“You’ve been cutting them out?”
“In the bright lexicon of hard-up youth,” said Lord Freddie, rounding up the last morsel with his fork, “there is no such word as soft-shelled crab.”
“Well?” said Mr Shute, “how are you making out? Getting tired?”
“Did you say tired? That’s not the word. Make it nauseated and I am with you. People who talk about the joys of honest toil are mostly poets, who’ve never tried it.”
“And you’re about ready to turn it up, eh?”
“Not by a mile. Not by several miles,” said Lord Freddie, firmly. “There’s a matter of four hundred and eighty-two dollars to be settled first.”
“Four hundred and eighty-two?”
“I made eighteen last week,” explained Lord Freddie, rather deprecatingly, as one who is loth to flaunt his wealth.
“Eighteen?” said Mr Shute, impressed. “I call that pretty good for a British peer. Why, if you’ve got a job that’s bringing you in eighteen a week you’ll be through in no time.”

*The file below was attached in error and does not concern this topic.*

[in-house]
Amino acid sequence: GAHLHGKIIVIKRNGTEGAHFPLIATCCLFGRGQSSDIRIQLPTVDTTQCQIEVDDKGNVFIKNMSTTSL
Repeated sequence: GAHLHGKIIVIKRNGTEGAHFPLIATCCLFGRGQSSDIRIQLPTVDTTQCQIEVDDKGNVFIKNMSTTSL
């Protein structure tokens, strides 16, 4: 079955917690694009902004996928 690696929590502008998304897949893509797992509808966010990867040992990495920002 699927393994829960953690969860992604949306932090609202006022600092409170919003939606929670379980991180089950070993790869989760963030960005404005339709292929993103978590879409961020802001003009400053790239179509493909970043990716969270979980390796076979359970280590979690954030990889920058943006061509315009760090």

“But, you see, I haven’t,” said Lord Freddie sadly. “My career has had a check. I soared like a rocket, but I have been fired like a gun.”
“Lost your job?”
Lord Freddie nodded.
“What was it?”
“I looked after the news stand at an hotel. All went well for five days. On the sixth, intoxicated with success I sassed an irritable old gentleman from the Middle West. Humor, the management decided, when the matter was referred to them, was out of place in the keeper of their news stand. They paid me my salary and politely requested me to see if I couldn’t leave the premises in three jumps. I did, and am now looking about for another job.”
“Found one yet?”
“I have one in my eye. A bell boy at the hotel gave me a letter of introduction to a cousin of his who owns a restaurant. Who knows but what the failure of the news stand of yesterday may not blossom out as the star waiter of to-morrow? I have studied waiters and I fancy I have a grip on the job. Their principal duty seems to be the exchanging of badinage with the cook through the speaking tube. I could manage that I think.”
“Going to be a waiter, eh?”
“That remains for the bell boy’s cousin to decide.”
“And how about the pride of the Bowens? The noblesse oblige and blue blood and all that? Doesn’t that register a kick against your becoming a waiter?”
“It kicks like a mule,” admitted Lord Freddie. “But it’s got to lump it. I want those four hundred and eighty-two dollars.”